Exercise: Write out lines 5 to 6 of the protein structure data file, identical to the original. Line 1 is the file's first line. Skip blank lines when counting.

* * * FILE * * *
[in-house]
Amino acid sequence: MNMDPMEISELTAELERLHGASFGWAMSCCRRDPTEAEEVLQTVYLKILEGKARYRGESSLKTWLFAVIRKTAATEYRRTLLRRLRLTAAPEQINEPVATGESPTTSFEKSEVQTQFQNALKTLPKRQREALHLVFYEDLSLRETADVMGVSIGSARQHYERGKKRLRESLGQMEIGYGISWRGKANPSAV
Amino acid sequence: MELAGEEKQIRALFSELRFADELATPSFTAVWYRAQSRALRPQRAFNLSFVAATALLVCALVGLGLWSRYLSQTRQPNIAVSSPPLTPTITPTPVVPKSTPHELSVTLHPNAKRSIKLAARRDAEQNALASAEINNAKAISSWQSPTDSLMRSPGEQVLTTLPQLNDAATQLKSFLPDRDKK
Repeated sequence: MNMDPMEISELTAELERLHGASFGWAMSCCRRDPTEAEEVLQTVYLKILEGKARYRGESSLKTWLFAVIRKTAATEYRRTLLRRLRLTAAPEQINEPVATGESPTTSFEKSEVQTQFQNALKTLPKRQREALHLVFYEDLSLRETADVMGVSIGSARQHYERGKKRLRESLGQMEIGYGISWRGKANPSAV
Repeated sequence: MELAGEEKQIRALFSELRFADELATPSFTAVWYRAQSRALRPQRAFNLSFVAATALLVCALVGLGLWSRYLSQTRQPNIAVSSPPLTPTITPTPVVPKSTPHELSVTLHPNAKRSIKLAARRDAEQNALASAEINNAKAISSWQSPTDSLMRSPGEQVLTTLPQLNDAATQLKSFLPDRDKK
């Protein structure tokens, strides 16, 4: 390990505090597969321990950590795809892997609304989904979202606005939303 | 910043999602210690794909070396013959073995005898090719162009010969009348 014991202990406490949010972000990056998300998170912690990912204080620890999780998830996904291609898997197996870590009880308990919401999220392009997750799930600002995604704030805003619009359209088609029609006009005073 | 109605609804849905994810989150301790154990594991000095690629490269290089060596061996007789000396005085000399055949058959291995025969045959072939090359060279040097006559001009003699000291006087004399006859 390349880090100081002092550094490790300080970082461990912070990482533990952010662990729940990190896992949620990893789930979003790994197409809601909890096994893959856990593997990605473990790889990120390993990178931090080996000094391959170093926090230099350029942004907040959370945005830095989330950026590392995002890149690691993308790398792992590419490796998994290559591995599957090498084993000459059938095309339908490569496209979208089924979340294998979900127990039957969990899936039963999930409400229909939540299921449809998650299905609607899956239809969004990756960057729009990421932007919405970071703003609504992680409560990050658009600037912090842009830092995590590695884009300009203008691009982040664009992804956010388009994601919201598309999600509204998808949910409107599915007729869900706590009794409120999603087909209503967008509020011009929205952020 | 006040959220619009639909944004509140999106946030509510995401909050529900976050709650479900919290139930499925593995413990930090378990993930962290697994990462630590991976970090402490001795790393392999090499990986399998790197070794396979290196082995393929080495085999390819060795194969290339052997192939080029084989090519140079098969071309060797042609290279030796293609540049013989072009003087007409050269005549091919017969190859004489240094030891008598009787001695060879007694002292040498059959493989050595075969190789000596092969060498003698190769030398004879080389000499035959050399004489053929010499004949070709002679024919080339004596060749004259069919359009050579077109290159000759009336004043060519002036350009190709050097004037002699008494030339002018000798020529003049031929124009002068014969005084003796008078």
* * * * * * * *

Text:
Repeated sequence: MELAGEEKQIRALFSELRFADELATPSFTAVWYRAQSRALRPQRAFNLSFVAATALLVCALVGLGLWSRYLSQTRQPNIAVSSPPLTPTITPTPVVPKSTPHELSVTLHPNAKRSIKLAARRDAEQNALASAEINNAKAISSWQSPTDSLMRSPGEQVLTTLPQLNDAATQLKSFLPDRDKK
């Protein structure tokens, strides 16, 4: 390990505090597969321990950590795809892997609304989904979202606005939303 | 910043999602210690794909070396013959073995005898090719162009010969009348 014991202990406490949010972000990056998300998170912690990912204080620890999780998830996904291609898997197996870590009880308990919401999220392009997750799930600002995604704030805003619009359209088609029609006009005073 | 109605609804849905994810989150301790154990594991000095690629490269290089060596061996007789000396005085000399055949058959291995025969045959072939090359060279040097006559001009003699000291006087004399006859 390349880090100081002092550094490790300080970082461990912070990482533990952010662990729940990190896992949620990893789930979003790994197409809601909890096994893959856990593997990605473990790889990120390993990178931090080996000094391959170093926090230099350029942004907040959370945005830095989330950026590392995002890149690691993308790398792992590419490796998994290559591995599957090498084993000459059938095309339908490569496209979208089924979340294998979900127990039957969990899936039963999930409400229909939540299921449809998650299905609607899956239809969004990756960057729009990421932007919405970071703003609504992680409560990050658009600037912090842009830092995590590695884009300009203008691009982040664009992804956010388009994601919201598309999600509204998808949910409107599915007729869900706590009794409120999603087909209503967008509020011009929205952020 | 006040959220619009639909944004509140999106946030509510995401909050529900976050709650479900919290139930499925593995413990930090378990993930962290697994990462630590991976970090402490001795790393392999090499990986399998790197070794396979290196082995393929080495085999390819060795194969290339052997192939080029084989090519140079098969071309060797042609290279030796293609540049013989072009003087007409050269005549091919017969190859004489240094030891008598009787001695060879007694002292040498059959493989050595075969190789000596092969060498003698190769030398004879080389000499035959050399004489053929010499004949070709002679024919080339004596060749004259069919359009050579077109290159000759009336004043060519002036350009190709050097004037002699008494030339002018000798020529003049031929124009002068014969005084003796008078």